With cars becoming crazy powerful and increasingly heavy I've been yearning for something very simple and low powered for some time now. I've considered MX5's, GT86's and other such offerings but it was only recently that the very practical UP GTi really captured my imagination and compelled me to take the plunge.


This little car is so much fun and just gives you such a lovely array of sensations on every single drive. It's actually difficult to convey just how pleasurable it feels and how joyous it is to steer, even at a paltry 60 mph in a straight line. To put it another way, in it's own environment it's as much fun as any of the best cars I have ever owned or driven and has completely restored my faith in driving enjoyment in the south of England. A tall statement perhaps but it's all true and also proof that driving is driving, a small selection of sensations, a fairly simple recipe of input and output, a relationship of man to car to road. It is not goverened by price, horsepower or ring times, electronics, or forged carbon, 22" rims, or any of the other stuff we get bombarded with so much.


A small caveat first though. I am no stranger to lightweight or underpowered cars. In fact I have a singular fetish for the slow and also the ordinary. I recently owned a 2006 1.8 Mondeo for example and had an absolute blast in making it go fast. Extracting the maximum, trying to keep up, relying on driver skill rather than the greatness of a bunch of ctalented engineers is a huge pleasure to me. Your mileage may of course vary.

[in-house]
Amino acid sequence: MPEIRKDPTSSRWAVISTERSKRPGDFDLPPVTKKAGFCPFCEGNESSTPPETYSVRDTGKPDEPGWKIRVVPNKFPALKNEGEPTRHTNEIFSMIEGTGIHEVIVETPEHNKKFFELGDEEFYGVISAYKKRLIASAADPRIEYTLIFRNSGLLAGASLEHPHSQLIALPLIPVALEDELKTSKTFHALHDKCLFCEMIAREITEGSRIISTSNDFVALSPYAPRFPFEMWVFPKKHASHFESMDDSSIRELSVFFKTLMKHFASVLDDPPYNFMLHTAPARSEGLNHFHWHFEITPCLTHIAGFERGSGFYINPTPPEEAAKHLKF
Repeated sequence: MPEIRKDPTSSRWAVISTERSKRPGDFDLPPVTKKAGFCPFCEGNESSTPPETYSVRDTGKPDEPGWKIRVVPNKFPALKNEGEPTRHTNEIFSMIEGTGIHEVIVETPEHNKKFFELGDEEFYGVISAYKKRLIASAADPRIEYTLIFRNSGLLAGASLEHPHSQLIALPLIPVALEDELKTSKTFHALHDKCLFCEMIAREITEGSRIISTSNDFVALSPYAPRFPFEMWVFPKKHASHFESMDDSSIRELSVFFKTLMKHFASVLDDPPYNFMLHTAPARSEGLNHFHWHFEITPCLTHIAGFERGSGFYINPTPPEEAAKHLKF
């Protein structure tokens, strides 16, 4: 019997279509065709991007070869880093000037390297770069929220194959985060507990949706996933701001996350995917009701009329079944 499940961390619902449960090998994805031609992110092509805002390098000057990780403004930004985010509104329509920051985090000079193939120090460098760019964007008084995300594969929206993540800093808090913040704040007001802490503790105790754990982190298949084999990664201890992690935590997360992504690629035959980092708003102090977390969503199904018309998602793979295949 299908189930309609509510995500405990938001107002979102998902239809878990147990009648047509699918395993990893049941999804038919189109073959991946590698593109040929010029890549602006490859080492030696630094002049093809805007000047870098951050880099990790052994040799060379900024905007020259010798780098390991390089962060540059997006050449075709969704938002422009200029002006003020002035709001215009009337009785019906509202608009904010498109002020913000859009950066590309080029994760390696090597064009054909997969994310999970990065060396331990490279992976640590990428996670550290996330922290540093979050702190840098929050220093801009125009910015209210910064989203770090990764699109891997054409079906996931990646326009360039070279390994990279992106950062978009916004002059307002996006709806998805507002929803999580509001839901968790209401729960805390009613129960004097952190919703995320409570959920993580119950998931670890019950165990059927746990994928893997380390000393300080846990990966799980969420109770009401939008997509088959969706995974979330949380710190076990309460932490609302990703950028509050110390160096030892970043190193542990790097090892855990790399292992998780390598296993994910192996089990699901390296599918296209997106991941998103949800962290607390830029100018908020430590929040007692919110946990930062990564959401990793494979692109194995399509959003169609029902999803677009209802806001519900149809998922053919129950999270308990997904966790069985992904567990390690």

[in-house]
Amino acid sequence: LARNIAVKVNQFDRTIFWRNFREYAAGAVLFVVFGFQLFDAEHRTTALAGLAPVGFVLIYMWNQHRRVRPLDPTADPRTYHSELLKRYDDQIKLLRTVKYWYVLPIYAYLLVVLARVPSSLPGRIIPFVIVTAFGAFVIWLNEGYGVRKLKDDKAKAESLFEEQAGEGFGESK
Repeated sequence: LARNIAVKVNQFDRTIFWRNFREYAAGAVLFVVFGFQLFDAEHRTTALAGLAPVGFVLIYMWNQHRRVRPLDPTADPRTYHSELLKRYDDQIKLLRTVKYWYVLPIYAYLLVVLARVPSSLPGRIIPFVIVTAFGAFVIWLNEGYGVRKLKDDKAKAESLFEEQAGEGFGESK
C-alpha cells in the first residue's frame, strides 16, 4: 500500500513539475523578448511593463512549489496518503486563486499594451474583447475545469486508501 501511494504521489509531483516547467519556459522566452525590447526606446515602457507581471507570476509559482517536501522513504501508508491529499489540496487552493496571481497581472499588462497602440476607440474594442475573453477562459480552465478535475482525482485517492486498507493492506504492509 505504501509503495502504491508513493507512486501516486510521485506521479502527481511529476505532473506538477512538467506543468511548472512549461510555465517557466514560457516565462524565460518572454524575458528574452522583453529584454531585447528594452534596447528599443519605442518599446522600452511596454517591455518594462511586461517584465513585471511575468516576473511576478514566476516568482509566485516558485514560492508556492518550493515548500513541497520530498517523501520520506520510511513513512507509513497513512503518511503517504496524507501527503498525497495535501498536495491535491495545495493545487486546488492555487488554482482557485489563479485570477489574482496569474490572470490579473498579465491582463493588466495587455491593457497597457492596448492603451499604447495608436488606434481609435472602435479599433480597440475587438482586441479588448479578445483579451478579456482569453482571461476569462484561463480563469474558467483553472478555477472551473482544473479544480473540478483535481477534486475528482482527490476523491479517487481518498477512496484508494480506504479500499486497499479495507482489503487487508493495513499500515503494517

So why it's so good then ? Well firstly, unless you are used to a very small 1000kg city car on a daily basis then the compact footprint, ultra low weight, agility and half pint dimensions is an immediate novelty the moment you move off the driveway. The car feels flighty and light to the touch and very undemanding. It's doddle to steer with easy control weights, like a little effortless rollerskate.


Unlike the unflappable hot hatches of today though, the UP has dynamic limitations, flaws, foibles and lots of intrinsic personality imbuing it with a sense of the old school. First of all the springs are fairly soft so rather than the lightning quick damping and body control we expect these days, the shell moves around quite a bit on the suspension. This equals fun though and even the way the body flows over a typically undulating straight piece of British tarmac is a source of considerable pleasure.


If you are attacking the twisties and the surface is a little rough then things can sometimes actually get a bit too bouncy, something you actually need to keep an eye on, something you need to manage. You are also aware that the UP is a fairly skinny titchy thing and on occasion on the back roads you will go for the brake pedal prematurely for a confidence check. The UP GTi definitely has a little of the fear factor of the hatches of old; you can't just wind it up to 10 leptons in this thing in part because you know that any mishaps of any kind would end up very very messy.